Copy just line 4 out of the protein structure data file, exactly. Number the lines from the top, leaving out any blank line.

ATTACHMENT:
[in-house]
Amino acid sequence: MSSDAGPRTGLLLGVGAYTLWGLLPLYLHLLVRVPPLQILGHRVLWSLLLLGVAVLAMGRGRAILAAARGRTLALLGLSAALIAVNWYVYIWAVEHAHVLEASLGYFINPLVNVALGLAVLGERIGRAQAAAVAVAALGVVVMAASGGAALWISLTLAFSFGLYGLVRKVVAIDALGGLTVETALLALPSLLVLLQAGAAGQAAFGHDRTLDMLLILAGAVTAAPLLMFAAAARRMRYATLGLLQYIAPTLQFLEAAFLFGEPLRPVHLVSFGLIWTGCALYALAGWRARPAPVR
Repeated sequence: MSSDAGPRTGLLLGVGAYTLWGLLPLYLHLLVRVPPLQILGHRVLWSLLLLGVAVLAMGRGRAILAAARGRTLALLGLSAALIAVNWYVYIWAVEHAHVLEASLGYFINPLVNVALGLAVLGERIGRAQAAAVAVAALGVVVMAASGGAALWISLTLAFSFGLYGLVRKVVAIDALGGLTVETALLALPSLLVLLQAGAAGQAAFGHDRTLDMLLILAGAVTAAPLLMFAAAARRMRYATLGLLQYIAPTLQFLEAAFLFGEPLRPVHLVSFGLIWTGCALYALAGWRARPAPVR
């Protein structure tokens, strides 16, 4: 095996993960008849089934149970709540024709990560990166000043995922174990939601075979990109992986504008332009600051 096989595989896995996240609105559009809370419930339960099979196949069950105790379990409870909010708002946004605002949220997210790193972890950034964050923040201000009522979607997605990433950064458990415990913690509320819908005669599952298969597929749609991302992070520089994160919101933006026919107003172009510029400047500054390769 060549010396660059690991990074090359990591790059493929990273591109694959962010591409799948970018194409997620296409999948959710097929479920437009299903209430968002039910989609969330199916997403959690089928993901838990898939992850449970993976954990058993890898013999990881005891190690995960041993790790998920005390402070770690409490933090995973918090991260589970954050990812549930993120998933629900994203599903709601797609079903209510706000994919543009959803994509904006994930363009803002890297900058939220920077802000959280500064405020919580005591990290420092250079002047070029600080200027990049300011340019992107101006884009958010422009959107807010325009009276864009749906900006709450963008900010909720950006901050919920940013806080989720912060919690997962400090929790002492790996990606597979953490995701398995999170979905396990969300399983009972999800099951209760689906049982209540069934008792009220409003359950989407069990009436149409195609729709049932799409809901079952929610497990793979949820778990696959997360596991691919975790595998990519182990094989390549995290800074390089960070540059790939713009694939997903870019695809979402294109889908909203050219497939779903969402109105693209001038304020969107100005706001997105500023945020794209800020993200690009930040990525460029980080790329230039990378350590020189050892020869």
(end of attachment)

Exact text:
């Protein structure tokens, strides 16, 4: 095996993960008849089934149970709540024709990560990166000043995922174990939601075979990109992986504008332009600051 096989595989896995996240609105559009809370419930339960099979196949069950105790379990409870909010708002946004605002949220997210790193972890950034964050923040201000009522979607997605990433950064458990415990913690509320819908005669599952298969597929749609991302992070520089994160919101933006026919107003172009510029400047500054390769 060549010396660059690991990074090359990591790059493929990273591109694959962010591409799948970018194409997620296409999948959710097929479920437009299903209430968002039910989609969330199916997403959690089928993901838990898939992850449970993976954990058993890898013999990881005891190690995960041993790790998920005390402070770690409490933090995973918090991260589970954050990812549930993120998933629900994203599903709601797609079903209510706000994919543009959803994509904006994930363009803002890297900058939220920077802000959280500064405020919580005591990290420092250079002047070029600080200027990049300011340019992107101006884009958010422009959107807010325009009276864009749906900006709450963008900010909720950006901050919920940013806080989720912060919690997962400090929790002492790996990606597979953490995701398995999170979905396990969300399983009972999800099951209760689906049982209540069934008792009220409003359950989407069990009436149409195609729709049932799409809901079952929610497990793979949820778990696959997360596991691919975790595998990519182990094989390549995290800074390089960070540059790939713009694939997903870019695809979402294109889908909203050219497939779903969402109105693209001038304020969107100005706001997105500023945020794209800020993200690009930040990525460029980080790329230039990378350590020189050892020869």